Fiction Friday, Memoir and Reflections, TGIF, Writing

Truth Or Fiction: Which One Is Stranger?

About a year ago I wrote the beginning of a story I had wanted to explore for a long time.

Fiction Friday: An Old Woman’s Regret

I called it this because I was attempting to establish Fridays, on my new blog at the time, as the days when I would try writing fiction. This was opposed to Mondays when I thought memoir would be the thing to write.

Well, let’s just say that a lot has changed and this blog has developed and evolved since I wrote that, but I have still not been able to figure something out…

I know there’s a lot of truth in fiction. It can’t be helped. Fiction is all things made up, or is it?

**“This proverbial saying is attributed to, and most certainly coined by, Lord Byron, in the satirical poem Don Juan , 1823:
‘ Tis strange – but true; for truth is always strange;
Stranger than fiction;
if it could be told,
How much would novels gain by the exchange! How differently the world would men behold! How oft would vice and virtue places change! The new world would be nothing to the old, if some Columbus of the moral seas would show mankind their soul’ antipodes.”**

I won’t lie and say that there is no truth in that story I began to write. Anyone who knows me well, specifically family members, they could tell this right away.

The woman in the story is a clear reference to someone in my own life. I got my inspiration from her. Isn’t that where many story ideas start?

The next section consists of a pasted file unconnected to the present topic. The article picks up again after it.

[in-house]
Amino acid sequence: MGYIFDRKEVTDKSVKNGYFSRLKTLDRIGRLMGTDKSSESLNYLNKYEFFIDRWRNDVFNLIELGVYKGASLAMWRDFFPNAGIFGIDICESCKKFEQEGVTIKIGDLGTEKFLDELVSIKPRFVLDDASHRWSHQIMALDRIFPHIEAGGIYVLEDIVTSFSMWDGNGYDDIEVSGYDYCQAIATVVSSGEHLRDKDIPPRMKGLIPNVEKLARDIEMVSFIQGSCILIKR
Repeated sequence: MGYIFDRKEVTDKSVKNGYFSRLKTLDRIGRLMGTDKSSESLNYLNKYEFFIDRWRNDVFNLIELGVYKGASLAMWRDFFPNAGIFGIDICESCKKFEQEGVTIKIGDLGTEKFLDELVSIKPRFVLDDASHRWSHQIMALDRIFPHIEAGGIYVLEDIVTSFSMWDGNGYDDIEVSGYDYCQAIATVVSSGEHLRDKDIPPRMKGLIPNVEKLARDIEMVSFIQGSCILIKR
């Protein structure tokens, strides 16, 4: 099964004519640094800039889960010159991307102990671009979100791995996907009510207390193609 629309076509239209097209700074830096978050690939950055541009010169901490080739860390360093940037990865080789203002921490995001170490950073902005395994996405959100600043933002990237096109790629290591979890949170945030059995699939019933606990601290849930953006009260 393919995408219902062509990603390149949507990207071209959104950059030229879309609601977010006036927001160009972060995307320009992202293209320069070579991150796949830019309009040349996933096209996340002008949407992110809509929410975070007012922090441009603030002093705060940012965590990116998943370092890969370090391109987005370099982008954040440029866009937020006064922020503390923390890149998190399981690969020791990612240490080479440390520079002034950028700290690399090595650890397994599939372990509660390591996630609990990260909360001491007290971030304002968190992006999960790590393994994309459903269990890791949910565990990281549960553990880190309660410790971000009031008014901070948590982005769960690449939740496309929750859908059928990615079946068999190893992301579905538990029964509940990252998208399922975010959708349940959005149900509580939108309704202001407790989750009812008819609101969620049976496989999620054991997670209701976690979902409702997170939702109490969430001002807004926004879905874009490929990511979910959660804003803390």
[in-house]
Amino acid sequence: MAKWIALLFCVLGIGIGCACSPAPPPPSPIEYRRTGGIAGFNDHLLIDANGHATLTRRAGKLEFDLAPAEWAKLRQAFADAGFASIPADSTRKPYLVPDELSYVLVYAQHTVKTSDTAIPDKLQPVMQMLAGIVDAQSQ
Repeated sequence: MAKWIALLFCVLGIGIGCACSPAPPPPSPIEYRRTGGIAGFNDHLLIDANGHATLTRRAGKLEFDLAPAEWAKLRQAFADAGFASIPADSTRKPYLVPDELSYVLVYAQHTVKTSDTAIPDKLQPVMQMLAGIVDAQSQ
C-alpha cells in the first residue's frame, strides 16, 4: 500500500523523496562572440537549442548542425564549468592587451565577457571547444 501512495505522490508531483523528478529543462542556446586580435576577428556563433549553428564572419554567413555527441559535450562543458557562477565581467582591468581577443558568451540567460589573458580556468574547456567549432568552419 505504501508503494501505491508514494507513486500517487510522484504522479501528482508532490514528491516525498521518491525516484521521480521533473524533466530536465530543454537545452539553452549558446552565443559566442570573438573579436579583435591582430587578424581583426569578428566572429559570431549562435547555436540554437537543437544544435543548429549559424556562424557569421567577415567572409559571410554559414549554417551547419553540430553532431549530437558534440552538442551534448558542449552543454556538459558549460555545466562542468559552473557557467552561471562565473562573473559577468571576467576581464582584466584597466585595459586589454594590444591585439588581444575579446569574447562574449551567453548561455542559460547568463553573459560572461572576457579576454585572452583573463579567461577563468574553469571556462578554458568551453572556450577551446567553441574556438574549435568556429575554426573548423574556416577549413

Well, it is for me.

As much as I love writing memoir, there is something about fiction that can’t be compared.

As I say on my About Me page on my blog, fiction gives a freedom that memoir does not, but that does not make me feel a whole lot better.

I guess I’ve just never been someone who can come up with totally imaginary worlds and populate them with completely created characters.

My ideas start from somewhere real and true, but this crosses the line that sometimes happens in writing.

This brings out my fears every single time I write something. I hate the thought that someone somewhere might read and be offended, seeing something in my words, real or imagined, that they believe is about them.

I know all those disclaimers on television shows, in movies, and in books that says any resemblance to real persons, places, or events is unintentional.

This is to protect people, but we are talking my own writing here.

I write to help me figure things out, how to put my life in perspective, and to bring clarity where their was only chaos.

This all goes on in my mind most of the time, but it comes out on the page/screen.

I tried, for many years, to not write and to not rock the boat. I hid from any possible rejection or criticism I feared writing might bring me.

this was unbearable and stifling.

Now here I am. I am hardly in any sort of Oprah and “A Million Little Pieces” scenario:

Author Is Kicked Out of Oprah Winfrey’s Book Club


Do you remember that whole situation?

But I find it a curious thing.

Now here I am again and have been attempting to confront this fear. I shouldn’t feel bad for expressing myself, if my conscience is really clear.

I am proud of what I write and anything that has come of that is done without malice, but I realize I can’t really worry about what others might think.

Yeah, when I figure out how to completely not worry about that, I will let you know here.

I have not written any conjoining parts to the story I began from above.

I would love to tell even a version of that old woman’s story, but am not sure I can do that.

I have experienced things recently, heartbreaking instances of harsh reality, for those I love. I can’t quite do anything, at this time, to hurt them, whether they think so or not.

I think it is an extremely interesting issue. What do you think?

Authors and writers and people who read.